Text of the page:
Today’s postcard is perhaps one of the issues that I feel most strongly about since for me it’s connected to just about every other aspect of my life and belief system.
One of the first national-level protests I took part in was the Women’s Rights March in Washington, DC in ’91 or ’92. The reason I took part was because I felt then and still believe today that no one has a right to decide what happens in my uterus or to my body besides me. My physician is naturally involved when medically necessary. And, my husband, of course, is apart of those conversations and discussions. But, the ultimate decisions and consequences are mine and mine alone to make and to bare.
Simply put: this is my body and this is my choice.
And, yet, here we are in 2020 continuing to wage war over women’s rights to do with their bodies what they want.
Women seeking refuge in the US from violence and war in their homelands have had their uteruses literally ripped out of them, forcibly and unknowingly and without their consent. Why? Because they are poor, vulnerable and other. Because they are considered unworthy.
That’s not pro-life — that’s limiting their reproductive freedom, and its tantamount to genocide. Persecuting Muslims because of the actions of some, murdering black and LGBTQI individuals because of racist and sexist and cisgender stereotypes are also not pro-life attitudes.
I am not pro-abortion; I’m pro-choice, because it allows girls and women the ability to make choices which have lasting impacts on their lives. I support allowing women to decide when and how they reproduce as well as how they prevent unwanted and unplanned pregnancies from occurring in the first place. And to me that’s always been a pro-life perspective,since it keeps abortion safe and ultimately protects women and their children from unnecessary harm. But it also allows for the means to prevent unwanted and unplanned pregnancies, thereby diminishing the need for abortion. Isn’t that the point? Minimising the need?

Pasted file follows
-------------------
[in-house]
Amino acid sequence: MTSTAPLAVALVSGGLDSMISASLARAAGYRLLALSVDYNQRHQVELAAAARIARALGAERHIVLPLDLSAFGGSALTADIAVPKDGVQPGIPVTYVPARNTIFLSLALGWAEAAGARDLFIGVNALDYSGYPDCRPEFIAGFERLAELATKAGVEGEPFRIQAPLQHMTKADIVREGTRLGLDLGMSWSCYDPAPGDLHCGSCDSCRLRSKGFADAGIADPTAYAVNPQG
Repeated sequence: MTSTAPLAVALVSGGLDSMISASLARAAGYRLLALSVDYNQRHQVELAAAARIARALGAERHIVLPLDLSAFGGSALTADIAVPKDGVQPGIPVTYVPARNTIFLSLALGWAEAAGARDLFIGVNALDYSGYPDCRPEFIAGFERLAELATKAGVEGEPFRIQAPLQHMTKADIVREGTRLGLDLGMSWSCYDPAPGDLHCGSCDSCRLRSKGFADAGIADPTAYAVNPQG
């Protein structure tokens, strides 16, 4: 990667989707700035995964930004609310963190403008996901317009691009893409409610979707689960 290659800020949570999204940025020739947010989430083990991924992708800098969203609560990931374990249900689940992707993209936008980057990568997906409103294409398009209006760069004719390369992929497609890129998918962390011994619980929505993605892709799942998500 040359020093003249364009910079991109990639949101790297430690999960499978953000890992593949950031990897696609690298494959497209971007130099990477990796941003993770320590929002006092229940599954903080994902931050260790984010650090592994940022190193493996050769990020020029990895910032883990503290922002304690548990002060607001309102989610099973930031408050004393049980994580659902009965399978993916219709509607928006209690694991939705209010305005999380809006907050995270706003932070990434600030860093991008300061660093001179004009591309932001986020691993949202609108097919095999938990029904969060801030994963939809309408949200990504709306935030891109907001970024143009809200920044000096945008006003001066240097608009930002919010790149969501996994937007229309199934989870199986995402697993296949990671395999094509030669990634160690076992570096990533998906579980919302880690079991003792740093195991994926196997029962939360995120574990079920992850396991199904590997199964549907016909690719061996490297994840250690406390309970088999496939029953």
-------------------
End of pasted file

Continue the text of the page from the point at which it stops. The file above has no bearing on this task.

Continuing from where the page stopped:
Against abortion? No one is forcing you to have one. Similarly, no one should force me or any woman to have a child she does not want nor feel she can care for. No one should be forced to continue a pregnancy and carry it to term if they do not want to. Women are not (yet) handmaids. I’ll fight like hell to make sure they never become them.
If you consider yourself pro-life, then do you also support and work to protect Muslim women and babies? Immigrants whether documented or not? Refugees? Black lives? And LGBTQI lives?
If the answer to any of those questions was anything other than an unqualified ‘yes’, then you are not pro-life. You are pro-foetus. But, what of that foetus once it is out of the womb? Do you still fight to protect it? Is that life still sacred?
It makes me incredibly angry that we still need to fight for this specific freedom. But I’ll continue fighting, not just for women in the US. But, for women everywhere.
Abortion should be legal. It must remain safe. And, it should be rare. But, that requires freedom for women to make decisions regarding their own reproductive lives.